» 16 months ago, # |   0 "The array may large" in E made me realise how I don't trust my gut feeling at all.
 » 16 months ago, # |   0 Where does the log(divs(m)) of the complexity in question E come from Isn't it only need O(divs(m)⋅z(m)) to calculate the dp array?
•  » » 16 months ago, # ^ |   0 oh i get it,because you can't find the element within O(1)
•  » » 16 months ago, # ^ |   0 then why not use hash
•  » » » 13 months ago, # ^ |   0 constant factor is worse, I converted hash -> binary search + vector and it ran within time limit
 » 16 months ago, # | ← Rev. 2 →   0 can somebody explain why in D if we use lower_bound ans EITHER result or the previous one? why not just result? thanks in advance
•  » » 16 months ago, # ^ |   +1 It depends on the value immediately after the longest common prefix. While searching for $p$, you find some inverse $q_1, q_2, \dots, q_m$ that starts with $p_1, p_2, \dots, p_k$ for some $k$. The next value is different. If $q_{k+1} > p_{k+1}$, then lower_bound will point at $q$ (or one of inverses with such prefix if there are multiple). However, if $q_{k+1} < p_{k+1}$, then $q$ will be smaller than $p$, and lower_bound will jump over it. The next inverse has to be greater than $p$, so you only have to look one step behind.
 » 16 months ago, # |   0 For D, I thought while $n=5\times 10^4$, the number of subsets of $\{1,...,m\}$ is $10^3$.So I constructed a map $M$ mapping each subset $L\subset \{1,...,m\}$ to $\{(a_i[p_1], ..., a_i[p_t])\ |\ i\in \{1,...,n\},\ \{p_1<... •  » » 16 months ago, # ^ | ← Rev. 2 → 0 I thought of the same thing during the contest but midway realized that its gonna give TLE :( •  » » 16 months ago, # ^ | 0 You can implement it with Trie in$O(2^m\times n \times m)$. I'm not sure whether it is fast enough. •  » » 16 months ago, # ^ | +3 It is not necessary to store all 2^m subsets. Let a permutation be 3 2 4 1. For this we need to store 0 0 0 1, 0 2 0 1, 3 2 0 1, 3 2 4 1. So the complexity is O(n*m) •  » » » 15 months ago, # ^ | 0 Why don't we activate the numbers randomly, something like '0 2 0 0'?  » 16 months ago, # | 0 I have some questions in problem F1 Why iterate k — the number of vertices whick are in the same 'red' component as 1 but not iterate the blue component, is this because you are counting the blue component? What about the edges between vertices in the same componet as 1 and the rest vertices, are they must be the same color? how to proof? Hope someone can help me, thx a lot •  » » 16 months ago, # ^ | +3 We are considering the case when the whole graph is blue-connected, so there's no need to iterate on the blue component. The case when the graph is red-connected is symmetric to it. It's easy to see that all these edges are blue, since any red edge between any vertex from the "red" component of vertex 1 and any vertex outside this component means that we haven't picked the whole component •  » » » 16 months ago, # ^ | 0 I understood!Thanks a lot  » 16 months ago, # | 0 Can someone give a test case on which my code is failing? I couldn't view the 156th item of 2nd test case. Is there any way to view it? •  » » 16 months ago, # ^ | 0 Click the "Click to see detail" button in the bottom of the page to see the detailed test cases  » 16 months ago, # | 0 has anyone solved problem C with binary search ? •  » » 14 months ago, # ^ | 0 Code~~~~~ int l = -1; int r = n + 1; while(r - l > 1){ int m = (l+r) >>> 1; int min = m; int max = n - m + 1; List list = new ArrayList<>(); for(int i = 0 ; i < n ; i++){ if(arr[i] > min && arr[i] < max){ list.add(arr[i]); } } boolean cc = true; for(int i = 0 ; i < list.size() - 1 ; i++){ int a = list.get(i); int b = list.get(i+1); if(a > b) cc = false; } if(cc) r = m; else l = m; } out.println(r);  » 16 months ago, # | 0 NEED PROVEMENT FOR PROBLEM F •  » » 16 months ago, # ^ | 0 Nevermind  » 16 months ago, # | 0 F1's solution is flawed I guess. Consider case with n=3, when A1=B1=1, A2=2, B2=1, you get B3=4 which is incorrect. •  » » 16 months ago, # ^ | ← Rev. 2 → 0 So what's wrong with the$B_3=4$? •  » » » 16 months ago, # ^ | 0 A3 which is the answer for n=3 is 6 in the pretest case, but surely 6 is not 4 * 2 :P •  » » » » 16 months ago, # ^ | 0 Well, maybe the tutorial forget something or i just didn't see.But don't forget the limitation 1 and 2.The$A_3=8$contains the case that all blue and all red. •  » » » » » 16 months ago, # ^ | 0 I noticed that too. I'm just saying that define "An" as "the answer for n" is not very strict and could lead to someone's misunderstanding(like me) •  » » » » » 16 months ago, # ^ | +10 另外看兄弟id八成也是国人，直接说汉语就好了吧:) •  » » » » » » 16 months ago, # ^ | +10 哈哈 •  » » 16 months ago, # ^ | +3 Sorry, I initially stated the problem without the constraints "at least one edge should be red" and "at least one edge should be blue". I wrote the editorial for that version, but then decided to introduce these constraints. So, the actual answer is$A_n-2$since we need to discard the case "all edges are red" and the case "all edges are blue".  » 14 months ago, # | 0 Time for problem E should be more strict. The following brute force solution passes:Generate an array of increasing divisors. Make a copy and maintain it in std::set. For each divisor$d_i$in the original array, find the number of divisors that has$d_i$as its first row, i.e. start from divs_set.lower_bound(d_i * d_i) and iterate until the value is greater than$d_i * n$, counting the number of divisors that are a multiple of$d_i$, and remove them from the set afterwards.  » 12 months ago, # | 0 Can someone give some intuition why way 2 in E works  » 9 months ago, # | 0 in problem B , after attempting the min(b,c) * 2 either b or c runs out then what is the logic of abs(b-c) + d ???  » 7 months ago, # | 0 In editorial of problem E,it is mentioned that " There is also a way to get rid of extra log(divs(m)) factor if you iterate through dp in a smart way ".How to do so? Could not find anything in comments and figure out neither.  » 4 months ago, # | 0 is it possible to solve problem 'D' using trie? •  » » 2 months ago, # ^ | 0 Yes, it is I just solved it using Trie: 251308798you insert in the$trie$the inverse of arrays$a_i\$ and then for every array you look for the longest common prefix.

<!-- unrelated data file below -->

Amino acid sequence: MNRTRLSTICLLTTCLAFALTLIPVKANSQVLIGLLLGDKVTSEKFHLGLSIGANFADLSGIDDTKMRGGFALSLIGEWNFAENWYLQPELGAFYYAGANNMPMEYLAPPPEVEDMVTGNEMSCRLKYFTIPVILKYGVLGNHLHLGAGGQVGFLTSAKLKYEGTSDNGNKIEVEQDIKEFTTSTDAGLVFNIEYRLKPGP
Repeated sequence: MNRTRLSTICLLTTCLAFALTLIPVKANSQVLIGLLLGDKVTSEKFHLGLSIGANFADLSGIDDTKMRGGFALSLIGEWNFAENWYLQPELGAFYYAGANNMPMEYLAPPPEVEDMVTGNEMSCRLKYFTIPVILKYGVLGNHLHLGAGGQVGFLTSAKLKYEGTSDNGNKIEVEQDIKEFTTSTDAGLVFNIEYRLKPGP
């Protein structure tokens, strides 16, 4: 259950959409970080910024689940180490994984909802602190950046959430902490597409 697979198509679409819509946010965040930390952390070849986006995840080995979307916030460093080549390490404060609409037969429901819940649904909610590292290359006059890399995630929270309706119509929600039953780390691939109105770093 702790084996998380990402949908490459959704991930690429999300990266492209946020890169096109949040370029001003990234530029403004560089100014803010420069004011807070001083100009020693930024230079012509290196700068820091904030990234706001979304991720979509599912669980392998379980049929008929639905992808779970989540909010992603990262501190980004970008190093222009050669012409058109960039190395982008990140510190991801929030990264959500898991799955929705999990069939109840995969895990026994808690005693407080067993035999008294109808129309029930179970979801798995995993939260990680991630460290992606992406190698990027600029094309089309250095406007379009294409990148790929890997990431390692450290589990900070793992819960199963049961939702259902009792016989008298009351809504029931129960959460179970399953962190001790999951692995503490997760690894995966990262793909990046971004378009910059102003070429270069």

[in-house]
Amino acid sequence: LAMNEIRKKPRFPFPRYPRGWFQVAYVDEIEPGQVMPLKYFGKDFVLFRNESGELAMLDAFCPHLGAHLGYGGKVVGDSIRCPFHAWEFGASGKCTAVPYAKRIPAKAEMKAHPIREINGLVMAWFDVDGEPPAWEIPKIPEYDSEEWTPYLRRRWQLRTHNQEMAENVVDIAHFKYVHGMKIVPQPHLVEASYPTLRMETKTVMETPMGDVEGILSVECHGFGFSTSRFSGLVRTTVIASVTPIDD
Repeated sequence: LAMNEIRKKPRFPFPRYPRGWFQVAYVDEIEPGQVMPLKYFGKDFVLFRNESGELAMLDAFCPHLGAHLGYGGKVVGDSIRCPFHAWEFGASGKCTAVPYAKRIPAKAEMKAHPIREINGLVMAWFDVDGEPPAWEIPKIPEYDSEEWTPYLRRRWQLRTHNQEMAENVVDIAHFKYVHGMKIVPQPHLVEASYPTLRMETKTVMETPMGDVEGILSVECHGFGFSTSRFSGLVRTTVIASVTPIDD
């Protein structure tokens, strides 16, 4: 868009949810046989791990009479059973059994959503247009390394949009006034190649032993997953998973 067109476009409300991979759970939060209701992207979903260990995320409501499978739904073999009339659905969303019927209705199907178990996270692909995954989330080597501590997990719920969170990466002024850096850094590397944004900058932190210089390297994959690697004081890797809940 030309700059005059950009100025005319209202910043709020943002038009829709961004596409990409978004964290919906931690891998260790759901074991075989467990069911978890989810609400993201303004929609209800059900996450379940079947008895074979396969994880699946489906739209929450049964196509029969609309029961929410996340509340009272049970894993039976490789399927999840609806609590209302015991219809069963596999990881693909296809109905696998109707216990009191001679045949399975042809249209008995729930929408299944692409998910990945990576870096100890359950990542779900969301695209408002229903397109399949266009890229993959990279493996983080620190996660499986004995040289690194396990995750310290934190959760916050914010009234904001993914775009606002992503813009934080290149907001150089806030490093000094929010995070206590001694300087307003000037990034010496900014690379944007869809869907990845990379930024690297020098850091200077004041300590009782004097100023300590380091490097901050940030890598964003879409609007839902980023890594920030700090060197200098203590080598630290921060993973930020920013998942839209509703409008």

•  » » » 2 months ago, # ^ |   +3 thanks